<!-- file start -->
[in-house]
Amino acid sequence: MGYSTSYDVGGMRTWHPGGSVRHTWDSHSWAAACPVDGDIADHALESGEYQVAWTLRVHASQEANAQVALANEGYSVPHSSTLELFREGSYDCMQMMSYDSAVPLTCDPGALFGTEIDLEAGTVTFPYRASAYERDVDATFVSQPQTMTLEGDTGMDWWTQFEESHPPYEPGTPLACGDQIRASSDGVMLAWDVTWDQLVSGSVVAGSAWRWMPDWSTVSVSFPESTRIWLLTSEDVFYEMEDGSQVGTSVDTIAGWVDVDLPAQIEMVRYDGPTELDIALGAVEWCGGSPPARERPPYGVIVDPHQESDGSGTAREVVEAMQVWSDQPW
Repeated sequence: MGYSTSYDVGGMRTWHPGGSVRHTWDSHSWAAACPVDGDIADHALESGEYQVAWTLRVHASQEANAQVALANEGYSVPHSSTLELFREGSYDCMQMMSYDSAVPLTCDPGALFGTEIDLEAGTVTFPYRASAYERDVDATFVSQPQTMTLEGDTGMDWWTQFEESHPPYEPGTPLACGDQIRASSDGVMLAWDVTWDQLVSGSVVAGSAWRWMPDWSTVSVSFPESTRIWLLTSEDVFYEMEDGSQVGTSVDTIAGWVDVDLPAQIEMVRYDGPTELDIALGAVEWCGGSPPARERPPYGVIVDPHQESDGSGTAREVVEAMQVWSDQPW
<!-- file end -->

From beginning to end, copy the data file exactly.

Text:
[in-house]
Amino acid sequence: MGYSTSYDVGGMRTWHPGGSVRHTWDSHSWAAACPVDGDIADHALESGEYQVAWTLRVHASQEANAQVALANEGYSVPHSSTLELFREGSYDCMQMMSYDSAVPLTCDPGALFGTEIDLEAGTVTFPYRASAYERDVDATFVSQPQTMTLEGDTGMDWWTQFEESHPPYEPGTPLACGDQIRASSDGVMLAWDVTWDQLVSGSVVAGSAWRWMPDWSTVSVSFPESTRIWLLTSEDVFYEMEDGSQVGTSVDTIAGWVDVDLPAQIEMVRYDGPTELDIALGAVEWCGGSPPARERPPYGVIVDPHQESDGSGTAREVVEAMQVWSDQPW
Repeated sequence: MGYSTSYDVGGMRTWHPGGSVRHTWDSHSWAAACPVDGDIADHALESGEYQVAWTLRVHASQEANAQVALANEGYSVPHSSTLELFREGSYDCMQMMSYDSAVPLTCDPGALFGTEIDLEAGTVTFPYRASAYERDVDATFVSQPQTMTLEGDTGMDWWTQFEESHPPYEPGTPLACGDQIRASSDGVMLAWDVTWDQLVSGSVVAGSAWRWMPDWSTVSVSFPESTRIWLLTSEDVFYEMEDGSQVGTSVDTIAGWVDVDLPAQIEMVRYDGPTELDIALGAVEWCGGSPPARERPPYGVIVDPHQESDGSGTAREVVEAMQVWSDQPW